will traverse in a circle. If both alternate left and right each time, one will
return to the same spot every two techniques. This kind of exercise can be
repeated over and over with speed and power being slowly added. With a little
imagination, many more of the basic techniques can be practised in pairs like
this. What’s more, their simplicity allows increased vigour, which leads to more
reality. These same exercises can be done with the jo: The diversity of
the jo, however, leads to even more interesting routines just waiting to
Each Aikido style, and sometimes each teacher within a style, has his own
method. This can not be right. The individual can not decide the method. As
certain old European rennaisance texts mention, it is the nature of the weapon
to the man that determines the method.
Long or complicated partner forms are difficult to learn, practice, and
remember. Just as any chain is only as strong as its weakest link, one's
development is restricted by an inefficient method, an incomplete system, and by
a slower partner who is struggling to come to terms with it. Having 'travelled'
and seen what is 'out there', I no longer trust the sword I learn in the dojo,
no matter where it is claimed to be from. I no longer trust that what I am shown
as being a genuine sword art (if that is what is being claimed).
This problem is compounded for the Aikidoka in that the sword is supposed to
help better his Aikido. Thus, it has become acceptable that practice be for
perfection and not for reality. And if this is to be the case, then it is
absolutely vital that Aikido movement match sword movement. Yet, often it is not
so. Sword offers Aikido a lot, but misunderstanding in sword feeds
misunderstanding in Aikido - the purpose (for Aikidoka, not necessarily
swordsmen) is for one to help the other, not hinder it.
The 'Saito' weapons method that was once universal in many dojos is
now losing ground to techniques, patterns, and forms from more traditional
sources such as Kashima Shin Ryu, Katori Shinto Ryu, and Ono-ha Itto Ryu, etc.
Indeed, many are finding remarkable similarities between the Saito method and
certain traditional styles, which leads to them abandoning what they learned
assuming the more traditional to be 'the original' and therefore better (not a bad argument, but not perfect
We are presently in what appears to be a transition stage where Aikido
teachers feel it important to 'return to the source', which means studying more
traditional Ryu (schools) to compliment their Aikido. However, the
problem with this is that people are learning a few techniques from direct
sources, then teaching these 'parts' to others, who in turn pass them on, and so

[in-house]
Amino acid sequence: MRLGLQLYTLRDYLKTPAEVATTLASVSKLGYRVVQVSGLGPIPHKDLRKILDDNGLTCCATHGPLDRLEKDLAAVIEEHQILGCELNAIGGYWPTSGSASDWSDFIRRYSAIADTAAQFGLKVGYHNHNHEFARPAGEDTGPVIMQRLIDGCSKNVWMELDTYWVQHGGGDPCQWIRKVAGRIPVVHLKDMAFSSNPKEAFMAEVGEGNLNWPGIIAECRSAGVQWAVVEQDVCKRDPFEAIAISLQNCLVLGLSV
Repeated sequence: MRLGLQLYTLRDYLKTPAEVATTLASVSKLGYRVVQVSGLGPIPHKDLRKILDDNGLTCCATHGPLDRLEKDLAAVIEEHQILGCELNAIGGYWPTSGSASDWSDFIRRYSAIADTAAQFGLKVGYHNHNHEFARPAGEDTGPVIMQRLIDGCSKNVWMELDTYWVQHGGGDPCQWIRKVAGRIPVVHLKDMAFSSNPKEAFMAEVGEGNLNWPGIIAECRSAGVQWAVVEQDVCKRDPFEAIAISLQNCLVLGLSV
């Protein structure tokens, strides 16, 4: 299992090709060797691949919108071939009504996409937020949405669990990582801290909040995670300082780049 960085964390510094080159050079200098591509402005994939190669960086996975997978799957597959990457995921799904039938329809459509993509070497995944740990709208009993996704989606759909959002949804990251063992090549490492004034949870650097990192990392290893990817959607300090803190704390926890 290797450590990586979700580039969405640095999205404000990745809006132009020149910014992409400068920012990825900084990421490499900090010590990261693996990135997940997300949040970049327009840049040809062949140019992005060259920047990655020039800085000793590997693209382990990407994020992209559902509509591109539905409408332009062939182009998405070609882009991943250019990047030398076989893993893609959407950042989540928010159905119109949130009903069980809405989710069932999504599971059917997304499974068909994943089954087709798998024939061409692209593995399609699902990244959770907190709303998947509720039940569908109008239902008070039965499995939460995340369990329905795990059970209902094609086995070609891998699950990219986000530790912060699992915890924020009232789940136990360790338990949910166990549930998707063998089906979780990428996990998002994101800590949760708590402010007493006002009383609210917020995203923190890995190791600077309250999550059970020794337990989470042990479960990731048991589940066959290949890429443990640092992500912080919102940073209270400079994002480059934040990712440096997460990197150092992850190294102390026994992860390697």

on. This process is perhaps inevitable, as most do not possess the
half-a-lifetime necessary to study a traditional Ryu to completion. The
result is a mish-mash of new ideas and techniques. The obvious problem, that is
totally unrecognised and therefore perhaps not so obvious, is that there is no
effort to collate all the 'new' old techniques into one complete, logical
system, which is perhaps, without even knowing why, the reason that people are
beginning to look elsewhere - traditional Ryu. My prediction is that this
'chaos' will continue for the forseeable future.
My argument is for short forms/movements, with the intention of moving
towards no-form as soon as possible. Memory of form should be replaced by
perception of the moment in a rapidly changing situation. I would like to
practice a system where the nature of the sword reveals itself to the serious
My personal training system:
# 1: Learn the attacks, move in eight directions
# 2: Learn the defences, move in eight directions
# 3: Discern principles from patterns.
# 4: No form. Start with an, "OK, please try and hit me ..." (Rather
dangerous, choose someone you trust and start slow). In essence, it reverts back
to #1 - attack, because he who attacks best wins.
Rationale against the knife
- Learn to block - not just anyhow. The teacher should ensure its movement
matches future learning - i.e. the parry.
- Learn to parry - a parry should pass through the same space as the
- Learn to avoid - credit uke with intelligence - Eg: uke
goes for your wrist as you parry, then you avoid that intelligence, but only
just, making uke think he can still reach your wrist and therefore go
for it. If you break off, uke will renew the attack.
- Learn to counter - as you avoid, counter-strike instantly with the
This is not the be all and end all. My point is that, basically, a
structured system means that learning builds upon learning. Think, does the
style you do have a progressive system of learning? Think - Process!